We used structural equation modeling (SEM) as available in Muthén’s Mplus software (39) first to examine the tenability of the proposed grouping of the neurocognitive tests and then to simultaneously estimate the relation among neurocognitive function, demographic variables, and pulmonary function. This approach improves the reliability of the neurocognitive assessment and reduces the number of statistical tests on key parameters (namely, the structural relations between pulmonary function measures and neurocognitive performance). For the purpose of these analyses, we combined the letters and numbers subtests of the Ruff Selective Attention Test, and also log-transformed and reversed the scores from the Trail Making Test Parts A and B. We used these along with the remainder of the neuropsychologic test scores to create two a priori latent variables, or factors that measure two domains of neurocognitive functioning: verbal memory and executive function and attention. We then used confirmatory factor analysis to evaluate the extent to which the proposed factor structure was consistent with the observed data. After determining that this model fit the data adequately (Table 1), we proceeded to examine the relation between the factors and the following predictors: age, education, PCO2, PO2, and functional capacity as measured by the 6-minute walk test. Specifically, we regressed these two cognitive factors on these predictors in a simultaneous structural equation model, again using the Mplus software. We report the standardized form of the factor loadings and regression coefficients. We used maximum likelihood estimation for both the confirmatory factor analysis and structural parameters estimation. A bootstrap validation procedure was also conducted, yielding essentially identical results. We therefore report only the maximum likelihood results here.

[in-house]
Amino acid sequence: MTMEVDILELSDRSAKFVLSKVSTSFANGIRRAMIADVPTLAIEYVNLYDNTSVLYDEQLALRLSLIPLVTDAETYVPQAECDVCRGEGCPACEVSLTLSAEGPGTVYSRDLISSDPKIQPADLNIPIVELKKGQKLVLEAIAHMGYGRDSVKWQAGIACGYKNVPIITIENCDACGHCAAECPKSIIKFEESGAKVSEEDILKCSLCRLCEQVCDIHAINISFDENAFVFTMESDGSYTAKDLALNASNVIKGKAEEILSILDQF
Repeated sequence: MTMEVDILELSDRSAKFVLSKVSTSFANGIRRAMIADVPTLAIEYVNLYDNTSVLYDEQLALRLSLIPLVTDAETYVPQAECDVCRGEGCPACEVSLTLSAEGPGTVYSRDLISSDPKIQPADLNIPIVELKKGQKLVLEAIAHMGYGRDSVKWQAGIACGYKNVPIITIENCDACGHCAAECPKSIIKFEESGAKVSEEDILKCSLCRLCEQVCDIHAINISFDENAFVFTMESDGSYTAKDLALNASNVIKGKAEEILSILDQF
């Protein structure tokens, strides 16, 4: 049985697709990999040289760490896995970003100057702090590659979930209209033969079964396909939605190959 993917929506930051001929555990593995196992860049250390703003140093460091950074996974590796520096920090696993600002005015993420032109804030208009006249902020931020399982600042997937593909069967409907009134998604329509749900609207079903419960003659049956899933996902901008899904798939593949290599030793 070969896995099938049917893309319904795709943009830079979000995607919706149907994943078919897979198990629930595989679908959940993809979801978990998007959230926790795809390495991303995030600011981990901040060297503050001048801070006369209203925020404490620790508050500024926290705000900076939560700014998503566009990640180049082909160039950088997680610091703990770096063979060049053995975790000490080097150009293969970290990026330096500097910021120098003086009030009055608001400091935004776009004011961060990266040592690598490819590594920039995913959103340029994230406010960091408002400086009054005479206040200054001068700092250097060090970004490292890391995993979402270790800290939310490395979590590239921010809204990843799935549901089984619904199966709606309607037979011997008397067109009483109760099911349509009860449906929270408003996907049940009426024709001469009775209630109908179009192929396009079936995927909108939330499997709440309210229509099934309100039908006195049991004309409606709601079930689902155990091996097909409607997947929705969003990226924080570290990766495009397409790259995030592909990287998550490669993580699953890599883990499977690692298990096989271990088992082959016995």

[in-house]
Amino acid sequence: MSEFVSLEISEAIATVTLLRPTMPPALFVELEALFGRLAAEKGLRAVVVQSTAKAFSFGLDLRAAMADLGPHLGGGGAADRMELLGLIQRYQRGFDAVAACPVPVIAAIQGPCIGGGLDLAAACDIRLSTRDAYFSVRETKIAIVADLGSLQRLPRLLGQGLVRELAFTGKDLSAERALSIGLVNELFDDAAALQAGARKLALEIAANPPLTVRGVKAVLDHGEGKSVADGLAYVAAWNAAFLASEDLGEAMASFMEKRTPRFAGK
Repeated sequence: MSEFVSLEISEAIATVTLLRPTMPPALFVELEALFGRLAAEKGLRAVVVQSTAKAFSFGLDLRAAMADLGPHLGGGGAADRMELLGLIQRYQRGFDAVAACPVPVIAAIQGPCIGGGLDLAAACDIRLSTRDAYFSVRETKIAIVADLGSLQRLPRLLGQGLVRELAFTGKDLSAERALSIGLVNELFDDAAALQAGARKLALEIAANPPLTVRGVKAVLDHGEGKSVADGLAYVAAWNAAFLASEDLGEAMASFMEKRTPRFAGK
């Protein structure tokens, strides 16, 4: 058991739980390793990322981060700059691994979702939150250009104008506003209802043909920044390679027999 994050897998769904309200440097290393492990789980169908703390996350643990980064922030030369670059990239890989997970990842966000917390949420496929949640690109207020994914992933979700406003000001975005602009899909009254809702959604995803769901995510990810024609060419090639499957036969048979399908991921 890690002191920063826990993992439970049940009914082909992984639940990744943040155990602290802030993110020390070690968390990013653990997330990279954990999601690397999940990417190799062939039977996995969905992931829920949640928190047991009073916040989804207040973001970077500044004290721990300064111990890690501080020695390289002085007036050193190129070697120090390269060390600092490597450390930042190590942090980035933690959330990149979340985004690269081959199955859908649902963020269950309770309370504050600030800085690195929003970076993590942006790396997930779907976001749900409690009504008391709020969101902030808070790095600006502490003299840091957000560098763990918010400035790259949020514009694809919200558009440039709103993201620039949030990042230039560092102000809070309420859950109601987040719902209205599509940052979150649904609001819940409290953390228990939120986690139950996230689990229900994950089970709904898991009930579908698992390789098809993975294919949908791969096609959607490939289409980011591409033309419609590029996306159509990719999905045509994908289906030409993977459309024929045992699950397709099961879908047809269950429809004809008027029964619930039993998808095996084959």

Table 1
Table 1
Image Tools